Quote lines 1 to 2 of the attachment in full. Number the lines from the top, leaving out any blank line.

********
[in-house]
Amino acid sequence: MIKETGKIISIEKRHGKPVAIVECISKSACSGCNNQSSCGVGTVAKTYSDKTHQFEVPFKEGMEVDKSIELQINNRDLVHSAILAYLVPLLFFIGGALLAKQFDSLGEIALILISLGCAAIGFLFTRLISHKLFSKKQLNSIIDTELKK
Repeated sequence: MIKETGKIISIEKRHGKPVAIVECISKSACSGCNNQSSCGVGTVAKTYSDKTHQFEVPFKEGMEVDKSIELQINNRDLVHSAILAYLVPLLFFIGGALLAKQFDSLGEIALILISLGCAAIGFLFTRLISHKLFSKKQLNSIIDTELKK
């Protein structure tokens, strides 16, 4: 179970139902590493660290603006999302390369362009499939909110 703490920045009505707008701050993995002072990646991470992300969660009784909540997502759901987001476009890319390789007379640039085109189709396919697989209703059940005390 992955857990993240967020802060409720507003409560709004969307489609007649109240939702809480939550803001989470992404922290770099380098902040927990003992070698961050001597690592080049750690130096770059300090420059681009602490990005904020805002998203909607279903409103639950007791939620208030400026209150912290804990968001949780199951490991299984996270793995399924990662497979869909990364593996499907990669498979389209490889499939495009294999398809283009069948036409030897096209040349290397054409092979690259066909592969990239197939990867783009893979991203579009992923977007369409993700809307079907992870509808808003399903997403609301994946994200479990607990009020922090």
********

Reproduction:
[in-house]
Amino acid sequence: MIKETGKIISIEKRHGKPVAIVECISKSACSGCNNQSSCGVGTVAKTYSDKTHQFEVPFKEGMEVDKSIELQINNRDLVHSAILAYLVPLLFFIGGALLAKQFDSLGEIALILISLGCAAIGFLFTRLISHKLFSKKQLNSIIDTELKK